Do you want a plant of loose texture and spidery form that is perfect for a relaxed, carefree border? A plant that lasts all summer and can take a bit of drought to still bloom? Maybe a plant that even works a garden that goes shaggy and could grow through the grass. It’s a prairie plant after all.
Gaura looks best with the support from neighboring perennials. I have a very closely planted garden, so I have that covered for the three varieties of Gaura in my garden shown below. Also, it can get very weedy in warmer climates if it reseeds freely. But what about pollinators?
Gaura has very small flowers so it caters to insects with long tongues like bumblebees and metallic bees. I found out it is one of the plants that services night pollinating moths. Gaura is a nocturnal bloomer with the flowers at their peak in the morning. I added it to feed the moths. I am never out in the garden when moths fly, but I have it on faith they visit my Gaura.
Gaura may not always winter reliably, but one can consider using it as an annual in colder winter regions. It readily will produce self-sown seedlings if the plant does not return after a wet winter.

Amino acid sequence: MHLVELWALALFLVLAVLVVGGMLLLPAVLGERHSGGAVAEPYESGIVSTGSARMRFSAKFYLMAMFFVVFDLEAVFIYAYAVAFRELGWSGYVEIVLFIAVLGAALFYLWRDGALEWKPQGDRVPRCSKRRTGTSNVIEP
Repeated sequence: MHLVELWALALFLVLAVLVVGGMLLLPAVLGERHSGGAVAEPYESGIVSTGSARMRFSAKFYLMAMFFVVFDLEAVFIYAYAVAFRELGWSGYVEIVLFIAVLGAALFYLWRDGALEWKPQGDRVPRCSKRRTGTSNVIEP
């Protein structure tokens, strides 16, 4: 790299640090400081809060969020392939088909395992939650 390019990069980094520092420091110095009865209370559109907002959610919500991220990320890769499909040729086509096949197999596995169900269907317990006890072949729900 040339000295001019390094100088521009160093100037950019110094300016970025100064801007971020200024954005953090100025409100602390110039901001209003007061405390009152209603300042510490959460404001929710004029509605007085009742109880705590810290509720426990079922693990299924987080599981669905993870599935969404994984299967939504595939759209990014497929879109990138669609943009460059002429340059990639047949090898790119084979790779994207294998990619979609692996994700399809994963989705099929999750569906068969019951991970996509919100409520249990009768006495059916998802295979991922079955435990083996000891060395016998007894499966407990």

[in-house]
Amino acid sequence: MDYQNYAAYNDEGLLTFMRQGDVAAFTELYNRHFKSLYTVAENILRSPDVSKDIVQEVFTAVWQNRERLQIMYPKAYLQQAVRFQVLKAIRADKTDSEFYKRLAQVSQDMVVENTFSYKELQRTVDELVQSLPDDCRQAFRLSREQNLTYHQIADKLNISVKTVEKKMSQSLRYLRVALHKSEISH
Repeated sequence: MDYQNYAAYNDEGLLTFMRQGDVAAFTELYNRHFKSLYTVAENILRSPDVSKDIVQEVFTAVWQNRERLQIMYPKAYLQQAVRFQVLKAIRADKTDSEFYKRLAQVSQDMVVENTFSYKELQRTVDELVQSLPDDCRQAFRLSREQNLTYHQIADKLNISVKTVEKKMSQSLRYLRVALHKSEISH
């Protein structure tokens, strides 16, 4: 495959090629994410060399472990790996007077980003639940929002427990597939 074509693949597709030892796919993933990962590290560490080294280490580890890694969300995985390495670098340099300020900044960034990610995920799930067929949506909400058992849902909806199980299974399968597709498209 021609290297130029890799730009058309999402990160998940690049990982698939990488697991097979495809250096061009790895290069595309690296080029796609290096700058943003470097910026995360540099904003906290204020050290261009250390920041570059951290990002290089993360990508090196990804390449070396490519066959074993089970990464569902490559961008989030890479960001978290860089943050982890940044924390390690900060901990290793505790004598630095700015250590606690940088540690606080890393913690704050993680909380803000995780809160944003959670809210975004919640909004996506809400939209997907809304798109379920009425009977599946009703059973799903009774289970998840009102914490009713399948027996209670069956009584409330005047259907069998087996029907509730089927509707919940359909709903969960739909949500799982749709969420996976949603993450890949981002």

Curiously, all three varieties in my garden did not have the plant zone noted on the plant tag, most likely because it can be unreliable in cold climates. It is supposed to be hardy in USDA Zones 5 through 9, but I think the unreliability is due to cold, wet winters of spring. It makes sense a plant liking dryer conditions would hate a cold wet winter.
Gaura is a plant that has recently been recategorized Oenothera lindheimeri. It is native to Texas and Mexico, and will grow to about 3 feet tall, here mine only has grown to 18″. Each flower lasts less than one day, but there are quite a few of these delicate flowers.
I added it for pollinators, especially night visitors, but have seen butterflies and bees nectaring. I even saw a hummingbird in its vicinity, but it may have been after the verbena also in that location. It is planted in a few places with different plant partners. Lavender and sage are other plants that share its preference for good draining, dryer conditions. If you like the look of prairie plants, you might like Gaura. ‘Sparkle White’ is an AAS Bedding Plant and FleuroSelect Gold Medal award winner. It has a bit of a relaxed appearance, so if you don’t mind a garden a bit less tidy looking, Gaura may fit the bill.
Other flowers moths like? They like petunias, cleome, and Evening Primrose, also in my garden.
More gardens on the way here on GWGT. A flurry of garden posts to come, but first an over-looked garden plant for Monarchs. Yes, everybody wants butterflies!